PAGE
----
A little circle of his friends surrounded him, whilst the rest of the numerous assembly quietly left the hall. Afterwards he told Marcus and Rebecca that he could not explain the weight which seemed like a bewitchment to have enchained his powers of mind that evening. He had come to New York from his house on the Hudson full of life, excited by the beautiful, star-bright evening, and full of a desire to speak. But when he entered the hall, he had become like a person deprived of the use of his limbs, and he could not shake off the heavy cramping fetters which he was disposed to ascribe to the magic influence of some opposing evil spirit.

When, however, I see at times the glance of Channing's eye, the fine clear crimson of his cheek, I cannot help asking myself whether these times of exaltation are not the contents of a dangerous chalice which, while they enhance life, bring death all the nearer; the Prometheus spirit which steals the fire of heaven is compelled to pay for it with days of imprisonment and sorrow. But who could or who would prevent the bird from seeking the mountain even though he become the prey of the fowler, or the silk-worm from spinning, although she spins her own tomb? From the very threads that she spins the human race after all make their holiday attire.

On Monday my good hosts took me to Miss Lynch, who lives in one of the quiet and fashionable quarters of New York. And, for a little time, I took leave of this couple, so pure-hearted, so happy in each other, so infinitely kind to me. But I shall return to them; with them I shall have my head-quarters, and my home whenever I return into this neighbourhood; such was the agreement between us before we parted.

On Tuesday I dined with Mrs. Kirkland, the author of that excellent and amusing book, “A New Home in the West,” and saw in the evening from sixty to seventy of her friends. Amongst these was a remarkably agreeable gentleman from Illinois, who invited me to his house there, and who promised to be my cicerone in that part of the great west. Mrs. Kirkland is one of the strong women of the country, with much à plomb, but with also much womanliness both of heart and soul, kind as a mother, a friend and fellow-citizen; one whom I like, and of a character to which I feel myself attracted; her beautiful smile and the flash of her brown eye, when she becomes animated, betray the spirit which lives in her book of the “New Home,” but over which the misfortunes and burden of life seem afterwards to have cast a veil.

On Wednesday I was taken to a lady's academy, called “the Rutger Institution,” from the name of the founder, and here I saw four hundred and sixty young girls, and some excellent arrangements for their instruction and cultivation. I also heard and read several compositions by the young girls, both in prose and verse; and I could not but admire the perspicuity of thought, the perfection of the language, and above all, the living and beautiful feeling for life which these productions displayed. Genius, properly so called, I did not find in them; and I question the wisdom of that publicity which is given to such youthful efforts. I fear that it may awaken ambition and an inclination to give importance to literary activity, which befools many young minds, while so few are possessed of the divine gift of genius which alone makes literature as well as authors good for anything. I fear that it causes them to forget for a mere show of life the beauty of that life of which Byron speaks in these glorious lines—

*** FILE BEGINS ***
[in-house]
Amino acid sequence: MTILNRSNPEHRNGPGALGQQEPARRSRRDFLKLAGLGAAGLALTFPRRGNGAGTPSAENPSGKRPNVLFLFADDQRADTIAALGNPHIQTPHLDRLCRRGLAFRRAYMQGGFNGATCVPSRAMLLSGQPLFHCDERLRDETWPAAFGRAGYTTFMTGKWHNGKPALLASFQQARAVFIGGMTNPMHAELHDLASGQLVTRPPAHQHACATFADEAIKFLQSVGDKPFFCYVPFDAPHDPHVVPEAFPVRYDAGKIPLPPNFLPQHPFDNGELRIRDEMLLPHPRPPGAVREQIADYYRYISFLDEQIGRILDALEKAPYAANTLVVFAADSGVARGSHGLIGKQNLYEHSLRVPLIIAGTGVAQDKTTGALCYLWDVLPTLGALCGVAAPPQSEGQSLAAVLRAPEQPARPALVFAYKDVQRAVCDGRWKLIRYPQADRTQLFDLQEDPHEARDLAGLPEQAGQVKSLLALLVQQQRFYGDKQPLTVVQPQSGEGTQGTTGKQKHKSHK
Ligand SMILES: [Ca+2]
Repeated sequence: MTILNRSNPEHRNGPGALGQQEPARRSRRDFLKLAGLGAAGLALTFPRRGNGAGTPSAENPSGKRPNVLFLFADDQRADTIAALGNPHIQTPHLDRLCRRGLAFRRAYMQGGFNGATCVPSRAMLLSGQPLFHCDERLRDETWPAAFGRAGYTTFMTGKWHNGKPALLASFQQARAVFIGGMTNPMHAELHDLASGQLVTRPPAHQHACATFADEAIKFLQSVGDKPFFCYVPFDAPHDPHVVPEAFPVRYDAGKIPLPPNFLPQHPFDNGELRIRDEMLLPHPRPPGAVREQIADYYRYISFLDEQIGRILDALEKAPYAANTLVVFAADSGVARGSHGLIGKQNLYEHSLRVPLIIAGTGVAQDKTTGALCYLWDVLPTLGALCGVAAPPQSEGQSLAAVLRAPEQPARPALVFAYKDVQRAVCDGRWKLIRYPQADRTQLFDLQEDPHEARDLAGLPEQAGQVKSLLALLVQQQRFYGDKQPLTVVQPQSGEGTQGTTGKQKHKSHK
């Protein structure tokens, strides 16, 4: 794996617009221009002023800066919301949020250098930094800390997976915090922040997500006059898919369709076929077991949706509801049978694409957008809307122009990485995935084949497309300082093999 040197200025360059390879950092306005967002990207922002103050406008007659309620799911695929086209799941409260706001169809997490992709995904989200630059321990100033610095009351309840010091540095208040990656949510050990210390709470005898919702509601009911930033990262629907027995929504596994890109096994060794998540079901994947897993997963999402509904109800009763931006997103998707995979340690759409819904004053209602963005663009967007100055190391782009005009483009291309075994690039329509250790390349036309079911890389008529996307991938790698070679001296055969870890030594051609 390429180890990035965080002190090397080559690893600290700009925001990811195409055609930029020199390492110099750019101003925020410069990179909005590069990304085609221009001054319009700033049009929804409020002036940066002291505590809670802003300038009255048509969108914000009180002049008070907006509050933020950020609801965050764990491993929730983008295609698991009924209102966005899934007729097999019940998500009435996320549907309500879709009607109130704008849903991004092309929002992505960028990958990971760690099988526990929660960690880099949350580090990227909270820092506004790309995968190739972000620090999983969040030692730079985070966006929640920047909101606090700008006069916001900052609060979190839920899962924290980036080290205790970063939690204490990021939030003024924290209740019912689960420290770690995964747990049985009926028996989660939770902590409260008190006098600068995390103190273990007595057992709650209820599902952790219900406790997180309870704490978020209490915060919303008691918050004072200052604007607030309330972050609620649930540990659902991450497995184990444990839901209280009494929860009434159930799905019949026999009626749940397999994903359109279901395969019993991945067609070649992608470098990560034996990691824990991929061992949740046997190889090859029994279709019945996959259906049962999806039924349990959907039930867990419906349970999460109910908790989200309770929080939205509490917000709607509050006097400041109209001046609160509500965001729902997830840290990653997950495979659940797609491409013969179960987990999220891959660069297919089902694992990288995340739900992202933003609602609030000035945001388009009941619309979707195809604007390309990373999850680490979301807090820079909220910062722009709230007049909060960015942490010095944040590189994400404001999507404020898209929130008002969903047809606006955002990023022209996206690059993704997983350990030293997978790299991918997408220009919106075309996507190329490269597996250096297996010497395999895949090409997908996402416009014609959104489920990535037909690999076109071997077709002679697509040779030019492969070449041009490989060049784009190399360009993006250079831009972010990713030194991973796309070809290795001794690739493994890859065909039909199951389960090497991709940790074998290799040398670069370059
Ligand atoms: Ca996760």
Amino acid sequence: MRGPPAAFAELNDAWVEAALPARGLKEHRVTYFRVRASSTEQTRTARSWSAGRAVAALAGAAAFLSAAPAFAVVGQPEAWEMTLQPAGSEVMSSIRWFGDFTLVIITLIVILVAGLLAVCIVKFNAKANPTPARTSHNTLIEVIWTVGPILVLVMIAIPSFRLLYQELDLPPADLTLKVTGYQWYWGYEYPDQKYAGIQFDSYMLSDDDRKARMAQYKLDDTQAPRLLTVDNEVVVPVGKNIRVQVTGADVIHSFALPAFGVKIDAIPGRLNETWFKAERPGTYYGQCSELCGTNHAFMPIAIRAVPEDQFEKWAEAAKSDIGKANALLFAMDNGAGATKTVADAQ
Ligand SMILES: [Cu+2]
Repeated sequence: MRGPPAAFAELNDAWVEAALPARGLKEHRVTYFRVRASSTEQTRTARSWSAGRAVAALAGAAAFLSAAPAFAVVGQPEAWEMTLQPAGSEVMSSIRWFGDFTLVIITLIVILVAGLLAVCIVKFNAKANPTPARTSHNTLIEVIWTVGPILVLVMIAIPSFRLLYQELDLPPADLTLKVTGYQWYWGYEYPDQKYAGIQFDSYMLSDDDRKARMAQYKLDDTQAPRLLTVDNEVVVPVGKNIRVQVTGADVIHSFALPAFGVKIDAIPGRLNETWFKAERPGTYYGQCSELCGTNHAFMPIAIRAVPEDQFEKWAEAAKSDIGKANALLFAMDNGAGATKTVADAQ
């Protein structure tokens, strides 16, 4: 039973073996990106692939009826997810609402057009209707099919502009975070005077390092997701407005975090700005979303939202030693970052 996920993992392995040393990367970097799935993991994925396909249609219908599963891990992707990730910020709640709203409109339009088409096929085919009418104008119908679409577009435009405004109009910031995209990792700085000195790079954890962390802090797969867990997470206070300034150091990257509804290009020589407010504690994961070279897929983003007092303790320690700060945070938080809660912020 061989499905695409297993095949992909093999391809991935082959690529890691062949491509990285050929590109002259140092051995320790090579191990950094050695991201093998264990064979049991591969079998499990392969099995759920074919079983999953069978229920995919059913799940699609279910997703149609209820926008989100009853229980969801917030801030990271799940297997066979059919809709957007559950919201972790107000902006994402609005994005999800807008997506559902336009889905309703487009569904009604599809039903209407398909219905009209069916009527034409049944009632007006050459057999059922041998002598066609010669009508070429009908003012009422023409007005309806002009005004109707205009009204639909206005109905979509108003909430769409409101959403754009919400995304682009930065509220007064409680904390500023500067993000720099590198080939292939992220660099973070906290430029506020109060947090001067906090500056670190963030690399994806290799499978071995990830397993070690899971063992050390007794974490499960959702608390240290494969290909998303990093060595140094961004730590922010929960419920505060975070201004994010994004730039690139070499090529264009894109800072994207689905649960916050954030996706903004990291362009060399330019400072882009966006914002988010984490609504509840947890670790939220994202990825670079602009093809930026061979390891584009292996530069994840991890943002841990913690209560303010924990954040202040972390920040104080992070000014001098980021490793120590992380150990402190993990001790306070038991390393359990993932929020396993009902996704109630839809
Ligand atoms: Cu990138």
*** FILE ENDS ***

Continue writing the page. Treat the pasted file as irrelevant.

Many are poets, but without the name;
Many are poets who have never penned
Their inspirations, and perchance the best;
They felt, and loved, and died. * * *
They compressed
The God within them, and regained the stars,
Unlaurelled upon earth, but far more blessed
Than those who are degraded by the jars
Of passion and their frailties linked to fame,
Conquerors of high renown, but full of scars.

I have also taken the liberty of expressing this in a little preface which I have been asked to write for these productions, which are about being published. And in any case, these words of Goethe, in “Faust,” apply to all writers—

First we should live; we afterwards may write.

These young girls may be said as yet scarcely to have lived, known, thought enough to write of their own experience, their own faith and conviction. They write, as people sing, by the ear. It is good, it is excellent that every one should early learn to disentangle their thoughts, to express themselves well and clearly, and for this purpose are these trials of authorship commendable. But the publicity, the having them printed, the trumpeting them abroad, the rewarding them, and so on, can that also be good for the young, for any one, or for anything?